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an interesting case of winners that disagree strongly. see Market Efficiency, Long-Term Returns, and Behavioral Finance by Fama at

Abstract: market efficiency survives the challenge from the literature on long-term return anomalies.

Consistent with the market efficiency hypothesis that the anomalies are chance results, apparent over-reaction to information is about as common as under-reaction. And post-event continuation of pre-event abnormal returns is about as frequent as post-event reversal.

Consistent with the market efficiency prediction that apparent anomalies can also be due to methodology, the anomalies are sensitive to the techniques used to measure them, and many disappear with reasonable changes in technique.

I have always been amazed by the efficient markets hypothesis. Is it an explanation or a description of a state of affairs with no explanation? I can understand what is being *described* by finding that asset prices are efficient insofar as they reflect all public information. How did they get that way? EMH Answer: If they weren't, there would be arbitrage opportunities and that is inconsistent with "rationality" as defined to exclude arbitrage opportunities. I feel I am in a bedlam of sorts.

Fama is somewhat misleading in the linked paper. Anomalies do happen and can persist for extended periods of time. However, he is right in that generally once they are publicized they disappear, with some odd exceptions, some of which he verified with French such as size of firm and book value effects.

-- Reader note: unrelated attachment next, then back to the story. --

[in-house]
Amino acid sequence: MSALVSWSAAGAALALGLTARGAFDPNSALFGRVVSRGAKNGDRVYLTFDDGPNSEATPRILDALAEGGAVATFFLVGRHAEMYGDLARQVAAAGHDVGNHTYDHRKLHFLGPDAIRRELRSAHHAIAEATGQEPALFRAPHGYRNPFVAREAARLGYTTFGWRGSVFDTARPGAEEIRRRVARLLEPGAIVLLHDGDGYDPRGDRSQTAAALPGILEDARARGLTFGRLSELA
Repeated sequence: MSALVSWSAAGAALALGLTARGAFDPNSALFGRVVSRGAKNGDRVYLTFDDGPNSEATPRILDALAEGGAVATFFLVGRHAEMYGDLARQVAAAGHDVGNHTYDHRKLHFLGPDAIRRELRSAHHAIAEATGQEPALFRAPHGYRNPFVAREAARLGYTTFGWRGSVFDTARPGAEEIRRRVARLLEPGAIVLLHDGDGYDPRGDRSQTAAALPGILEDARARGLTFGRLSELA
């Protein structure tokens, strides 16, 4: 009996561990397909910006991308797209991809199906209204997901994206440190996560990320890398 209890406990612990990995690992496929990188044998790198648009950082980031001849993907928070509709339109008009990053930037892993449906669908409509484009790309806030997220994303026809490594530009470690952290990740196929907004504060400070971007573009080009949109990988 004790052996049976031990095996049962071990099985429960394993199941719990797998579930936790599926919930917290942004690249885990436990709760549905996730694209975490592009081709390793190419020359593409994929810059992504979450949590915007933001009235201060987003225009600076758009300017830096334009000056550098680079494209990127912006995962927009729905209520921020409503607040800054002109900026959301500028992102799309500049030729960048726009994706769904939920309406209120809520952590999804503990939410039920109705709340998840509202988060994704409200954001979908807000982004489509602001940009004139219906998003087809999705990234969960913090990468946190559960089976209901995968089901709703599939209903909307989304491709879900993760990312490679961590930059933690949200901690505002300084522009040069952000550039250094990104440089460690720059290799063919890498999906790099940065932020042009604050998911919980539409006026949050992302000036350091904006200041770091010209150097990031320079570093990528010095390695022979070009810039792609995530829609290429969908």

Where EMH is most useful, even in a world where anomalies and bubbles exist, is in arguing that average investors have no special ability to know more about the market about such things (with this holding also for the vast majority of financial advisers/investment firms/etc.), so that for most people they should assume a random walk and just buy and hold reasonably well diversified index funds for their retirement savings in financial assets. For this alone, he deserves his trip to Stockholm, quite aside from some silly remarks he has said at times such as his claim that there are no such things as bubbles, which he made in a New Yorker interview back in Jan. 2010.

@ Barkley. Most restatements of EMH does nothing to show how the hypothesis explains the phenomenon of efficient asset pricing. In fact, they makes EMH look even weirder. The concept of "public availability" is troublesome on its own terms. This is because in the retelling not all of the public grasps the meaning or significance of what is available. So in what sense it is publicly available? If you say that some people are potentially more alert or smarter about the significance of some information then we are back to an pretty innocuous view. Perhaps we now know that it is really, really hard to have the extra insight.

My general point is that when people try to save the hypothesis they wind up saying things that were previously accepted. As to the strict version, even if it were supported by the data it would leave the phenomenon it discovered quite unexplained -- except in the technical sense of providing the mathematical model of pricing. A mystery upon a mystery.

Mario Rizzo

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